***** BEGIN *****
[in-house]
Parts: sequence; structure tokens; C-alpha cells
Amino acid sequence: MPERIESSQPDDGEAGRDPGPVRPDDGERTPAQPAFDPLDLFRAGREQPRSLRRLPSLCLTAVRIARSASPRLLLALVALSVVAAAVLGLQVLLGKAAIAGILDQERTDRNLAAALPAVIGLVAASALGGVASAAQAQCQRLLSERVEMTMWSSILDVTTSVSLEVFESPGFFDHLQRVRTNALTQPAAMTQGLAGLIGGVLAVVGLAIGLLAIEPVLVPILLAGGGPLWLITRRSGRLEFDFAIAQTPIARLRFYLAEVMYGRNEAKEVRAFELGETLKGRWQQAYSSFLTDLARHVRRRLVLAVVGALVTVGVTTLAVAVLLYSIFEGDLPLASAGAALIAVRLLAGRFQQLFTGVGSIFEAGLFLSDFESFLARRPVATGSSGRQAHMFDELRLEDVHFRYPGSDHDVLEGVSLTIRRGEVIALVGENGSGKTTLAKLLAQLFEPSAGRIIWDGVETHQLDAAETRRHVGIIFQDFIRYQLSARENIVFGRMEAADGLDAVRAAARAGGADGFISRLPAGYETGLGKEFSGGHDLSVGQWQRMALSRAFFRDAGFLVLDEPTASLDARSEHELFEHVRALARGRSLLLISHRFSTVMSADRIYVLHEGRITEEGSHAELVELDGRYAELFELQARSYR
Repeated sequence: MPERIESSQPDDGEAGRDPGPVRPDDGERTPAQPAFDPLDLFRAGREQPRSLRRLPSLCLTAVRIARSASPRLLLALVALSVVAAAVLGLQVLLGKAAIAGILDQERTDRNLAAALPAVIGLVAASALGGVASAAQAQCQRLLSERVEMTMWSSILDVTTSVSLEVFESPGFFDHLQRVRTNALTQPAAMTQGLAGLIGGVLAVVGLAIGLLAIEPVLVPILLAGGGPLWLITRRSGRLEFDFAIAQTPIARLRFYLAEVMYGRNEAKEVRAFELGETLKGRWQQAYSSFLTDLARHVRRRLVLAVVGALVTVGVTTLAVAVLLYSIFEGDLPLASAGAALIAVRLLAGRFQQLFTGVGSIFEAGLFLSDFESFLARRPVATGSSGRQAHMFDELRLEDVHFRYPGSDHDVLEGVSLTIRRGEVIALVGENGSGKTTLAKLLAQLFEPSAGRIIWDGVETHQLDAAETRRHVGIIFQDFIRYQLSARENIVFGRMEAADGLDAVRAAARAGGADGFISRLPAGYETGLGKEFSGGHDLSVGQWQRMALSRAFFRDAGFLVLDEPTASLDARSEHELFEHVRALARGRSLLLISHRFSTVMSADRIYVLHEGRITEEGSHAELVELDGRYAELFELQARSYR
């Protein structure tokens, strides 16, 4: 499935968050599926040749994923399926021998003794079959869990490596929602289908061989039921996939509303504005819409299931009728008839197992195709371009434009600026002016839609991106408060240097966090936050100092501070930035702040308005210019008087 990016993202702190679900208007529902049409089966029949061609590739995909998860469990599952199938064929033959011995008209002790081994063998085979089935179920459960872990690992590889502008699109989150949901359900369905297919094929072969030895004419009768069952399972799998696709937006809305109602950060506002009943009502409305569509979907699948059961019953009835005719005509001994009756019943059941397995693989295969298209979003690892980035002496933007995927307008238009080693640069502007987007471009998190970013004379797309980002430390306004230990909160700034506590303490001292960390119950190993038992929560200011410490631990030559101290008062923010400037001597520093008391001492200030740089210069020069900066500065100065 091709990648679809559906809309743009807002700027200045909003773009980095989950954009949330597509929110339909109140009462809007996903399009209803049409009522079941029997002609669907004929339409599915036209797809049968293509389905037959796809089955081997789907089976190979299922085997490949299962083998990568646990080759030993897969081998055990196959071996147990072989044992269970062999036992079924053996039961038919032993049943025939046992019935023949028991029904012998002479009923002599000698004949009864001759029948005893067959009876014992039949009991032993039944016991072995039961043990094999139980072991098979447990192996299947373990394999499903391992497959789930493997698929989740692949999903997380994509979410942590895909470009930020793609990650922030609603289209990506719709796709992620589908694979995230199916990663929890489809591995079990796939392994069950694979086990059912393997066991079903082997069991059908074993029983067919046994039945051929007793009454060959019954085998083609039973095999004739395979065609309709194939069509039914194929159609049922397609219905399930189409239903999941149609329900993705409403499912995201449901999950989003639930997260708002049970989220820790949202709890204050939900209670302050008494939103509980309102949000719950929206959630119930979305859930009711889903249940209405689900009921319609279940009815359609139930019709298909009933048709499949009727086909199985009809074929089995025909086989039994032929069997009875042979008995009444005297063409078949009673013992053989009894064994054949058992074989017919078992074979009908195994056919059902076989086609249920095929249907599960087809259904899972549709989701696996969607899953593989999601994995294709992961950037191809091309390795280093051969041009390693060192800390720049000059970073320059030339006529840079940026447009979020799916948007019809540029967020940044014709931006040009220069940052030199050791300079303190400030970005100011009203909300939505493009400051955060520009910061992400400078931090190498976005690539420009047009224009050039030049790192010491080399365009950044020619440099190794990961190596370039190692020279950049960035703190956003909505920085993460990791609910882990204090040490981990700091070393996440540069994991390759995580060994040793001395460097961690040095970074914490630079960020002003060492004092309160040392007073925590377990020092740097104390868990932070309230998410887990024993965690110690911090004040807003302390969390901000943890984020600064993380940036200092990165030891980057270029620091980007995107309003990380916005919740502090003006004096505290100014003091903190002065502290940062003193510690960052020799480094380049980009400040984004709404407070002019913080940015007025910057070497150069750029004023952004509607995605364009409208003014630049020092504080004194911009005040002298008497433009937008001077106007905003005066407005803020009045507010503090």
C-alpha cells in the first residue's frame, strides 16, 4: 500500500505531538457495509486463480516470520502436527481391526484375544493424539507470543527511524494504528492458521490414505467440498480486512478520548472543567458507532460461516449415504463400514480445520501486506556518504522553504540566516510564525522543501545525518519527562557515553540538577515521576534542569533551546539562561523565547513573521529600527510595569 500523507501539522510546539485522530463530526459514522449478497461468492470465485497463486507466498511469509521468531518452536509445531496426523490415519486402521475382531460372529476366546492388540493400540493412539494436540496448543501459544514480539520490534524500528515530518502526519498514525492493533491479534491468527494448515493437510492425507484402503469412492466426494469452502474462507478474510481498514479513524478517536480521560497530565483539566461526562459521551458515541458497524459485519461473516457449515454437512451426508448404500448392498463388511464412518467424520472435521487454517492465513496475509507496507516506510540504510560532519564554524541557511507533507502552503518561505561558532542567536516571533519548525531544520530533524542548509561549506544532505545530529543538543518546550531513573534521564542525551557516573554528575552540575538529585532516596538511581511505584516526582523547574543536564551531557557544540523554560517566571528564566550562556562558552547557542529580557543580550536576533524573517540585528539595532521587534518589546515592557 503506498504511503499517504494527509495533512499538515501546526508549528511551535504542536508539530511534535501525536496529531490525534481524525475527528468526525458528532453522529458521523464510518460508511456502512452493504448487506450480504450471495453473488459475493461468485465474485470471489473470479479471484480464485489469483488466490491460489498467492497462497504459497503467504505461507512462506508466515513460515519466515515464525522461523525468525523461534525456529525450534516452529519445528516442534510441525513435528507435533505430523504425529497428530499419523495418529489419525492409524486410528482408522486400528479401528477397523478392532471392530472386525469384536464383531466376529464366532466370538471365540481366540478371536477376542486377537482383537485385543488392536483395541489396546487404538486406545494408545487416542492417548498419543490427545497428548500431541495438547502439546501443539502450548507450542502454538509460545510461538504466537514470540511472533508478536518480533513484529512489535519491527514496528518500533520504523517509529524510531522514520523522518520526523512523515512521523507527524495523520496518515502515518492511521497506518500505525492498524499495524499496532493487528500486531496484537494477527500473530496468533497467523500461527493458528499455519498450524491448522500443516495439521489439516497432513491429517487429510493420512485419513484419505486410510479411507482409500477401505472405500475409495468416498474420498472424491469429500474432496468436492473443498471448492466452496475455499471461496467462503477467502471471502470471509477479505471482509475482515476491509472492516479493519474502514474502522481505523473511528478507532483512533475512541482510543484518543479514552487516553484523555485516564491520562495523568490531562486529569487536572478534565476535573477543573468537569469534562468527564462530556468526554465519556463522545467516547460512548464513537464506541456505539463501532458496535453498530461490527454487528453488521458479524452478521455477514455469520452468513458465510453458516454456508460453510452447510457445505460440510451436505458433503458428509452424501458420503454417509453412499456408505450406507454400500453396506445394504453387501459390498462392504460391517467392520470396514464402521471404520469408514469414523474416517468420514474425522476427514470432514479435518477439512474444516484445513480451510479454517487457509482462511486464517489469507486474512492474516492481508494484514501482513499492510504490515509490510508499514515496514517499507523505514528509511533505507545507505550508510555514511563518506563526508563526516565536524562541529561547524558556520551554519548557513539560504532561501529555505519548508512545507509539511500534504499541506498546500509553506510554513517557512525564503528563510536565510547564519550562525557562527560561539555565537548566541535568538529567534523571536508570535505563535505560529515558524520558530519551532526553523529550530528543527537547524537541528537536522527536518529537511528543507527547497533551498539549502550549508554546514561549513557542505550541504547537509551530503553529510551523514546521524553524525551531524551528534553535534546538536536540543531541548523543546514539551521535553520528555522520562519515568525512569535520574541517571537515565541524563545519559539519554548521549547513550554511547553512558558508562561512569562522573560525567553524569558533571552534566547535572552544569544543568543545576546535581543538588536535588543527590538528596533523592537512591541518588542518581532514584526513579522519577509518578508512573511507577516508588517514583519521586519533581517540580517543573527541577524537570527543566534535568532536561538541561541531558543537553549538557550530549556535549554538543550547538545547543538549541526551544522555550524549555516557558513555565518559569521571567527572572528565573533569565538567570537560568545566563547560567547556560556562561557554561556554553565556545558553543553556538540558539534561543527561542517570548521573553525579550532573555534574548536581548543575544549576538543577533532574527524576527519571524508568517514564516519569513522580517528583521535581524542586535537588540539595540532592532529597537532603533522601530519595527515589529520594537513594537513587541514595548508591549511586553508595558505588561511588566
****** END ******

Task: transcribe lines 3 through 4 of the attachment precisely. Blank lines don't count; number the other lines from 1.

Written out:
Amino acid sequence: MPERIESSQPDDGEAGRDPGPVRPDDGERTPAQPAFDPLDLFRAGREQPRSLRRLPSLCLTAVRIARSASPRLLLALVALSVVAAAVLGLQVLLGKAAIAGILDQERTDRNLAAALPAVIGLVAASALGGVASAAQAQCQRLLSERVEMTMWSSILDVTTSVSLEVFESPGFFDHLQRVRTNALTQPAAMTQGLAGLIGGVLAVVGLAIGLLAIEPVLVPILLAGGGPLWLITRRSGRLEFDFAIAQTPIARLRFYLAEVMYGRNEAKEVRAFELGETLKGRWQQAYSSFLTDLARHVRRRLVLAVVGALVTVGVTTLAVAVLLYSIFEGDLPLASAGAALIAVRLLAGRFQQLFTGVGSIFEAGLFLSDFESFLARRPVATGSSGRQAHMFDELRLEDVHFRYPGSDHDVLEGVSLTIRRGEVIALVGENGSGKTTLAKLLAQLFEPSAGRIIWDGVETHQLDAAETRRHVGIIFQDFIRYQLSARENIVFGRMEAADGLDAVRAAARAGGADGFISRLPAGYETGLGKEFSGGHDLSVGQWQRMALSRAFFRDAGFLVLDEPTASLDARSEHELFEHVRALARGRSLLLISHRFSTVMSADRIYVLHEGRITEEGSHAELVELDGRYAELFELQARSYR
Repeated sequence: MPERIESSQPDDGEAGRDPGPVRPDDGERTPAQPAFDPLDLFRAGREQPRSLRRLPSLCLTAVRIARSASPRLLLALVALSVVAAAVLGLQVLLGKAAIAGILDQERTDRNLAAALPAVIGLVAASALGGVASAAQAQCQRLLSERVEMTMWSSILDVTTSVSLEVFESPGFFDHLQRVRTNALTQPAAMTQGLAGLIGGVLAVVGLAIGLLAIEPVLVPILLAGGGPLWLITRRSGRLEFDFAIAQTPIARLRFYLAEVMYGRNEAKEVRAFELGETLKGRWQQAYSSFLTDLARHVRRRLVLAVVGALVTVGVTTLAVAVLLYSIFEGDLPLASAGAALIAVRLLAGRFQQLFTGVGSIFEAGLFLSDFESFLARRPVATGSSGRQAHMFDELRLEDVHFRYPGSDHDVLEGVSLTIRRGEVIALVGENGSGKTTLAKLLAQLFEPSAGRIIWDGVETHQLDAAETRRHVGIIFQDFIRYQLSARENIVFGRMEAADGLDAVRAAARAGGADGFISRLPAGYETGLGKEFSGGHDLSVGQWQRMALSRAFFRDAGFLVLDEPTASLDARSEHELFEHVRALARGRSLLLISHRFSTVMSADRIYVLHEGRITEEGSHAELVELDGRYAELFELQARSYR